Sunday, October 25, 2015

Intensive Farming

I'm currently reading my favourite book of all time - Animal, Vegetable, Miracle by Barbara Kingsolver. A good point was brought up in it about CAFO's which is the American term for feedlots, but covers intensive piggeries and poultry farms as well.

The powers that be, would have you believe that we need to farm intensively to feed the world. While, it is probably correct that it is a more inexpensive way of feeding the world their protein, it really isn't necessary. I personally believe that the bigger issue with world starvation is political and not because of trouble with the production of food. If more regional centres were encouraged to develop their own local food economy, by growing and processing food locally, there would be less reliance on feedlots. For example, Rockhampton is our local centre (in Central Queensland) and we have two abattoirs that predominantly processes grassfed and finished beef and yet it is very difficult to buy any of that beef in Rockhampton butcher shops. (Or that is labelled as such)

Anyway, not to get into that argument now, needless to say, the general assumption is that we need to have intensively farmed animals as it is an efficient way of producing cheap protein. The following are three of the impacts or concerns that I have with intensive farming.

  1. The ethical treatment of animals - feedlots and sheds have animals confined in small spaces. Those animals in sheds see no sunlight but are protected from the elements of bad weather - feedlot cattle see plenty of sunlight, but also have to put up with the wet season, which will see them standing knee deep in mud! They are packed fairly tightly which is a breeding ground for pathogens so they need to be fed antibiotics - this is beneficial for two reasons - protection from disease and illness, and it also helps with weight gain. Animals were bred to live outdoors, that is why they have feather, fur or hair. They find their own protection from weather in woodlands.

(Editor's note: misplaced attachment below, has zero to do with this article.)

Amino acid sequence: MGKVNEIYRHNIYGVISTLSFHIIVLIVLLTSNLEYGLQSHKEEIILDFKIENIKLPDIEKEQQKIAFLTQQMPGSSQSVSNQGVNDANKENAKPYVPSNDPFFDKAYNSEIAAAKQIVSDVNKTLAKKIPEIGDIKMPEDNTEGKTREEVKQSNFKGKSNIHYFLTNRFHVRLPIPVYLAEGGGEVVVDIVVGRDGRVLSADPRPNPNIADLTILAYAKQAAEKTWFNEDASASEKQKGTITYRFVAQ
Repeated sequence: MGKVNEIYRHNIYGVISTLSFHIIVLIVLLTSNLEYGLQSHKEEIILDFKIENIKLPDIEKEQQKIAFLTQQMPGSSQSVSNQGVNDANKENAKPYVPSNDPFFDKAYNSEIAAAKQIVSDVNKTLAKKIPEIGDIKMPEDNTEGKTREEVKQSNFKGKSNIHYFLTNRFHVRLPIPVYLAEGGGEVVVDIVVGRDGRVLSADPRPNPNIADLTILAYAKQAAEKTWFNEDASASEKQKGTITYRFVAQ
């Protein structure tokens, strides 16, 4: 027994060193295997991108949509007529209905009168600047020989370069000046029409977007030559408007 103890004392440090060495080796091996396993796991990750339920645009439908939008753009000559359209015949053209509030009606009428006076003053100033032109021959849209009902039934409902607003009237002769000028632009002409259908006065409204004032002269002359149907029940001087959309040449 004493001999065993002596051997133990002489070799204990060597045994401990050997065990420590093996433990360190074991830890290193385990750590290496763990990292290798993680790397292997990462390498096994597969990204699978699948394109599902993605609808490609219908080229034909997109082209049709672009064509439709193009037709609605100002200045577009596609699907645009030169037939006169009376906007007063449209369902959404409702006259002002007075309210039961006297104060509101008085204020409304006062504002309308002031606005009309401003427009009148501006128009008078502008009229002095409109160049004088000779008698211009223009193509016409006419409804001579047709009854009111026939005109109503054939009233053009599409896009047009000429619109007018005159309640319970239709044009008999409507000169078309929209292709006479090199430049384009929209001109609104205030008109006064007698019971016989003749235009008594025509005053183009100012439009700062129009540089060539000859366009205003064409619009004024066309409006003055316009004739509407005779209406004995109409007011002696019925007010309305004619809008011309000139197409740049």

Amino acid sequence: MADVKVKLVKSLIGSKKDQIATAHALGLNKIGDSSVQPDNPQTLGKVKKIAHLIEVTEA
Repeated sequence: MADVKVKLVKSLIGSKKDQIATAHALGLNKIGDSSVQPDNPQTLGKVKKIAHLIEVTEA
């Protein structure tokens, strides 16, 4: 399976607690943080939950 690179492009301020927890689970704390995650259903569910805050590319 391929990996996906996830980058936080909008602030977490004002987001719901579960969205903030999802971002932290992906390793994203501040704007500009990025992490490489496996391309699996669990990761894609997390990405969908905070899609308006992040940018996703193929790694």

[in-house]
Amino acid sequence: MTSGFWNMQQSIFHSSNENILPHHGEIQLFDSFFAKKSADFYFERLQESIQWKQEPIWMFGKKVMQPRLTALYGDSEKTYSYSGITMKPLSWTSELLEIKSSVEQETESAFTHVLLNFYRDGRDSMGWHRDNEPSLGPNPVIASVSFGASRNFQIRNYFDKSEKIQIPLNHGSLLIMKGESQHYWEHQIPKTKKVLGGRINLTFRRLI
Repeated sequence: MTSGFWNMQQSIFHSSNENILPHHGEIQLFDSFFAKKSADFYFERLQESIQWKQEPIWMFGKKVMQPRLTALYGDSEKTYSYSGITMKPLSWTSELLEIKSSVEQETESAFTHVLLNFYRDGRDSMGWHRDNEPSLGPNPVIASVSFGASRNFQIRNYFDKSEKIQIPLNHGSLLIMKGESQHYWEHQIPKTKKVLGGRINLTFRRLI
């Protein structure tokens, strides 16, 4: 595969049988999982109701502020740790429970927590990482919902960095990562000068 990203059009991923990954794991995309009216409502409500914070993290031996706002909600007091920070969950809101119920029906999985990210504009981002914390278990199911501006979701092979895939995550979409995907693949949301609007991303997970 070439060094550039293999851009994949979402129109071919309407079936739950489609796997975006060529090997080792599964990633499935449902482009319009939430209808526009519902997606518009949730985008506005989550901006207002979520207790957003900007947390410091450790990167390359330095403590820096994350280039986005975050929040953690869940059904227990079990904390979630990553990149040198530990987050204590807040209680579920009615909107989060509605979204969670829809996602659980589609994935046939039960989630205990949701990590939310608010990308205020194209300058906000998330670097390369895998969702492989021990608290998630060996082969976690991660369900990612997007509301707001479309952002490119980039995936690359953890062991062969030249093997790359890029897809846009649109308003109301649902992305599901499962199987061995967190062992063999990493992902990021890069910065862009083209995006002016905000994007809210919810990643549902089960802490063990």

2. Pollution. Having this many animals in small places creates pollution. Run off from the farms effluent washes into water systems creating problems locally and eventually when it hits the oceans. In contrast, animals on pasture are cleaner, as their effluent enriches the soil. Most soils in Australia are low in fertility so encouraging good animal management on farms will improve soil fertility and therefore increase farm viability.
  3. Health. Animals raised on healthy pastures provide healthy food for humans. They have less chance of carrying pathogens and will have a higher vitamin and mineral content. Cattle and sheep are not designed to eat grain. Pigs and Poultry can eat grain, but they eat an awful lot of grass too. Not all grazing management is created equal though. To receive maximum benefit from the excess nutrients from the animals, pasture needs to be maintained in the paddocks. Bare paddocks are no better than a shed in terms of run-off. Where there is actively growing grass, it has the added benefit of storing carbon in the soil. (another topic for another post).
Which kind of farming do you want to see?

If you would like to read more about ethical Food and Farming, this is a great blog to read. Tammi Jones Food Ethics.


  1. You know I agree with you on this one! Lovely to see the free-range mama pig with her babies :)

    1. Yes I know.....I get on my soap box even though I know I'm only preaching to the converted.....but hopefully there's always something new for someone to learn!